The women, Noemi and her niece Andrea, did not have papers to enter the United States legally, so they stole across the harsh desert from Nogales, Mexico, to Arizona.
"Many, many of us are over there," said Beatriz Quezada Rincon, their cousin and a village hairdresser. "There is no money to sustain us here, so we have to go there to look for jobs. The crossing is very hard, but it is worth it."
Last week, Noemi and Andrea Quezada's children - 9-year-old Ricardo Solis Quezada Jr., 10-year-old Alexis Espejo Quezada and 9-year-old Lucero Solis Quezada - were found dead in their Northwest Baltimore home, one decapitated and two nearly beheaded.
Family members in Mexico say that the women, like so many before them, took their children to the United States to improve their lives and give them better educational opportunities.
It is impossible to know how many people like the Quezadas slip through the border or how many of those caught tried to cross again and succeeded.
But the flood of Mexicans trying to enter the country illegally continues. Last year, border patrol agents intercepted almost a million people crossing, according to Mario Villarreal, spokesman for U.S. Customs and Border Protection.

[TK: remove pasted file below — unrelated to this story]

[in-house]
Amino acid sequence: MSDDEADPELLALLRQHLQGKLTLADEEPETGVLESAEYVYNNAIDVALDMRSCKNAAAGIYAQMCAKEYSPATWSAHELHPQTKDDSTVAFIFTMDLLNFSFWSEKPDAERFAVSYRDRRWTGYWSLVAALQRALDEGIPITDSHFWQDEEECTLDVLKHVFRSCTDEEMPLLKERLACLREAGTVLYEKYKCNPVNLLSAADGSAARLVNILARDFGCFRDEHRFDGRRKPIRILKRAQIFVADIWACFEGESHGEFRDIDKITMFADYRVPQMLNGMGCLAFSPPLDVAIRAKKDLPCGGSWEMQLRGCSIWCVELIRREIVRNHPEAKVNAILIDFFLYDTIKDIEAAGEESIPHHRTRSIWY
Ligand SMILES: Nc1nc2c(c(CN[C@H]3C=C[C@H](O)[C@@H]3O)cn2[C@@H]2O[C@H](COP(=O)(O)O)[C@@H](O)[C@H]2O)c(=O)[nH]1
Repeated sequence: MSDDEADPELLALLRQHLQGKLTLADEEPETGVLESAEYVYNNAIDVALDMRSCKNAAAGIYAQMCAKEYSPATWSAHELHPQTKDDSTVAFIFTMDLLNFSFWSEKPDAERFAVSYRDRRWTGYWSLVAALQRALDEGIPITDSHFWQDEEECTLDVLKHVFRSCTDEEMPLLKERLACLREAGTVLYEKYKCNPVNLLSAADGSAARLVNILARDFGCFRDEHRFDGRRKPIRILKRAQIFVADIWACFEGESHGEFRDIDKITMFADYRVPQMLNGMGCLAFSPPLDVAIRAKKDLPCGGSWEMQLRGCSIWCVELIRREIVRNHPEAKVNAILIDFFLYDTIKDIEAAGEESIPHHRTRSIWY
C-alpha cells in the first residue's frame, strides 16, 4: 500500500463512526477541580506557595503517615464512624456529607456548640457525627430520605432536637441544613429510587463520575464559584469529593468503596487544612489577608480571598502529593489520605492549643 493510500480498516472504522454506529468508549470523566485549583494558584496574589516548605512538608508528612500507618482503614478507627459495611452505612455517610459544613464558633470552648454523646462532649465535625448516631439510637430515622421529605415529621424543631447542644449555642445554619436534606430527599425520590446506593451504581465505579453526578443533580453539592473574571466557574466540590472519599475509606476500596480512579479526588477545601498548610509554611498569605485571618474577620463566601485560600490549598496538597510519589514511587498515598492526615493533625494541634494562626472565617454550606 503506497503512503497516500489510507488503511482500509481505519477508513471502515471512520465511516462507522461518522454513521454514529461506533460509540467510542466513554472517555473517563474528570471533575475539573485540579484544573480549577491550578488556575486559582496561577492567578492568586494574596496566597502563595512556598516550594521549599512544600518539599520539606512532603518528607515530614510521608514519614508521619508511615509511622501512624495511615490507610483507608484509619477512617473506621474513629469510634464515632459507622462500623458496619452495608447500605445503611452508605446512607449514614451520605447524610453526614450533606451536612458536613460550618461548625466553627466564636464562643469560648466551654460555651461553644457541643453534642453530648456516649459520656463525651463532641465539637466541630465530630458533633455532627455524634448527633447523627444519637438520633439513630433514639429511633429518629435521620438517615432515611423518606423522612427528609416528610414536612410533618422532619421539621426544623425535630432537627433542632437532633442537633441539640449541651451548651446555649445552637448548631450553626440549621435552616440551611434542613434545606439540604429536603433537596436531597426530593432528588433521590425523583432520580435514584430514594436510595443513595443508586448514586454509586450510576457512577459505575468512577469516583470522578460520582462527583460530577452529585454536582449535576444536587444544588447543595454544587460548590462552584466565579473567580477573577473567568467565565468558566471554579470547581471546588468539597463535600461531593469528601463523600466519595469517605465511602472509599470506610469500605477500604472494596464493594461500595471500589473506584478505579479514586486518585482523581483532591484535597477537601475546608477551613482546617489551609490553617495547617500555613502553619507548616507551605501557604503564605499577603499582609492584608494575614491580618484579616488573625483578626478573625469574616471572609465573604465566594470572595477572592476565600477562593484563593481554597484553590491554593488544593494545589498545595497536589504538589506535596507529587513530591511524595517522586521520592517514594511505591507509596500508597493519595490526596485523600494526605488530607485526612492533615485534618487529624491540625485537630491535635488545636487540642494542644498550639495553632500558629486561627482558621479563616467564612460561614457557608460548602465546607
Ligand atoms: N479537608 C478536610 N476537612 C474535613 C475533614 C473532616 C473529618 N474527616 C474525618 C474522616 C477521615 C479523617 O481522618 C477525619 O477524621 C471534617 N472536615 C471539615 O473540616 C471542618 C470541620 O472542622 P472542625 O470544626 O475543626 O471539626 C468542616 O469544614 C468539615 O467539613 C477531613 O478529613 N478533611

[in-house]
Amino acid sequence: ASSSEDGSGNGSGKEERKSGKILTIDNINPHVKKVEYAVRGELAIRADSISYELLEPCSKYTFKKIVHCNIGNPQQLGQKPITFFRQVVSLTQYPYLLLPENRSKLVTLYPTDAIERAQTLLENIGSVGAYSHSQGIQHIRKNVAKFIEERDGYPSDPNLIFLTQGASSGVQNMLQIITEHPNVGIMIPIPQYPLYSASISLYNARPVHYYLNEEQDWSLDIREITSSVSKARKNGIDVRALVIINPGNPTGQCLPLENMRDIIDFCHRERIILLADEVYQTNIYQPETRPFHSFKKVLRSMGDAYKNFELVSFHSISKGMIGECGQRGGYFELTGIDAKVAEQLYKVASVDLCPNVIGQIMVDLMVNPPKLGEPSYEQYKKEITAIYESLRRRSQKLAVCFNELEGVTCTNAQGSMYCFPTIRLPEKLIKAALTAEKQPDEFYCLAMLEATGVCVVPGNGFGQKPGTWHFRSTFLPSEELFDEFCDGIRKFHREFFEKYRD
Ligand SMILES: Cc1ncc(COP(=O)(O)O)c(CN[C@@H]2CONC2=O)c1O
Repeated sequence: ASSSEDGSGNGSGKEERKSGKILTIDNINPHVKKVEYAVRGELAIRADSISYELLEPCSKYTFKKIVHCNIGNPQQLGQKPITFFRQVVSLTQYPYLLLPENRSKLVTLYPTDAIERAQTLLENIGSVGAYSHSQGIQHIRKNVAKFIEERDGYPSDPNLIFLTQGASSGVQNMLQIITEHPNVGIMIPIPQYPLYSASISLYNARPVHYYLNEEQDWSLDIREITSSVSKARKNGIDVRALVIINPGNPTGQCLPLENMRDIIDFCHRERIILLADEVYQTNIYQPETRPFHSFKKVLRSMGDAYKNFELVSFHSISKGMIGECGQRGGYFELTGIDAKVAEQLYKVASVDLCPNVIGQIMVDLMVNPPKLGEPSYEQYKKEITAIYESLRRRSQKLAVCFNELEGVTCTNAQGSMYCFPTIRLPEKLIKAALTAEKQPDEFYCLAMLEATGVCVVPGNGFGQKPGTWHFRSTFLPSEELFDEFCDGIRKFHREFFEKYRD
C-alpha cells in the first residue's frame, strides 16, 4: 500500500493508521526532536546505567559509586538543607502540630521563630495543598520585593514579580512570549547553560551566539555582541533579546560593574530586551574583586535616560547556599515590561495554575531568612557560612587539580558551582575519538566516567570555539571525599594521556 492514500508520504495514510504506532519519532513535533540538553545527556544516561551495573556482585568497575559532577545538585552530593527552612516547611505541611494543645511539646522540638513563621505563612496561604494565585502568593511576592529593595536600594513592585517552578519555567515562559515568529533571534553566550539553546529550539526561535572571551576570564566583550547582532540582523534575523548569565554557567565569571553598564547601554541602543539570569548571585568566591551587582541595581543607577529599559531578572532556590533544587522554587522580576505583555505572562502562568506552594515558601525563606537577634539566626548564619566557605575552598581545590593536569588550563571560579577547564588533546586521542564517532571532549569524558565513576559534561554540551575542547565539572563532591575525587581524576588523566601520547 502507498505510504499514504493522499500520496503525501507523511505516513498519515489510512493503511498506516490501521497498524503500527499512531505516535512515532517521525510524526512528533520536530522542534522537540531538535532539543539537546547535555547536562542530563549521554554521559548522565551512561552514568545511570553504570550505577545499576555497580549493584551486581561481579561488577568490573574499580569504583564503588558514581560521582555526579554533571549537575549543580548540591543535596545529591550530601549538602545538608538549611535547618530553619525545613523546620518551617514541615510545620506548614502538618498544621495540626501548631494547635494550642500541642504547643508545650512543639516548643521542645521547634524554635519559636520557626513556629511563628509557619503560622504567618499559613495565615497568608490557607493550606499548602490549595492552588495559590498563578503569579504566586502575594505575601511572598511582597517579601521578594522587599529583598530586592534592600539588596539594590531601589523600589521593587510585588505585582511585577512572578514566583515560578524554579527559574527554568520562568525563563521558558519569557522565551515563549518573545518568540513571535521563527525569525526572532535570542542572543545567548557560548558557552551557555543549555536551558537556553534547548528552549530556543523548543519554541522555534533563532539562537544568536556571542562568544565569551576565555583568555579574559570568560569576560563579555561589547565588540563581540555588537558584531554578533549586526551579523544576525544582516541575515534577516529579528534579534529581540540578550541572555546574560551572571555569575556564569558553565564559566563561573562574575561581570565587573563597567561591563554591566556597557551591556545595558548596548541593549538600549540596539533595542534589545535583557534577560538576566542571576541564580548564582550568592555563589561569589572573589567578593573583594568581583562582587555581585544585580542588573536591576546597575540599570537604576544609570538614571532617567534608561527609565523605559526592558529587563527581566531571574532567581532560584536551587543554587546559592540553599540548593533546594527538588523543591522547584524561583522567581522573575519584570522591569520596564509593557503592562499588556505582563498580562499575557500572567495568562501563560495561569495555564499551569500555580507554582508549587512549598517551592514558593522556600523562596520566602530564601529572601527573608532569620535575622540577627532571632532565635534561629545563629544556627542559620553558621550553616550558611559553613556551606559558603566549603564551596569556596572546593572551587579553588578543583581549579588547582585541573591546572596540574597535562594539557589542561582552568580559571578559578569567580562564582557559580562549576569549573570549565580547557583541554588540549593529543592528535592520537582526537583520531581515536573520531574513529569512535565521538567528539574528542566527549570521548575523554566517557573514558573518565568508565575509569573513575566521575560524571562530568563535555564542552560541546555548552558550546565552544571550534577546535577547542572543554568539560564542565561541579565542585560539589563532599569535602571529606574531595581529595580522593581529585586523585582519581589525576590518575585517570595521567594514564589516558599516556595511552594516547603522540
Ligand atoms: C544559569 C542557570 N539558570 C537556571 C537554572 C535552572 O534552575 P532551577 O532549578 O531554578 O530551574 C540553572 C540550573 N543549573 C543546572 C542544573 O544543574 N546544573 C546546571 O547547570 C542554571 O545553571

The Sonoran desert extends well into Mexico, so many people attempting to make the journey are physically spent well before they reach the U.S. line.
Human smugglers, called coyotes, will tell their "clients" that the walk across the border takes eight to 12 hours, Villareal said, but in fact it lasts three to five days.
"It's rugged terrain, cactus, sand, brutal sun; the temperature's incredible, no shade," he said. "Unfortunately, people often succumb to the climate."
The men arrested in the killings of the Quezada children - Policarpio Espinoza, 22, and Adan Espinoza Canela, 17 - also crossed into the country by walking through the desert, according to authorities.
It was the type of handover that federal agents make regularly along the Southwest border, one they know won't stop determined crossers for long.
Sure enough, border patrol agents intercepted and returned Espinoza at least two other times that summer, according to federal officials. But eventually, Espinoza got across.
Two years later, federal officials say, Adan Espinoza Canela followed. He told federal agents this week that he, too, walked across the Arizona desert. He was never intercepted.
It is unclear how the two got from Arizona to the house in Baltimore County where they lived until their arrest last week.
Since Sept. 11, 2001, the federal government has increased its patrols along the country's border with Mexico. There are more border patrol agents than ever before - about 11,000 - and a single agency, U.S. Customs and Border Protection, working solely to monitor the nation's edges.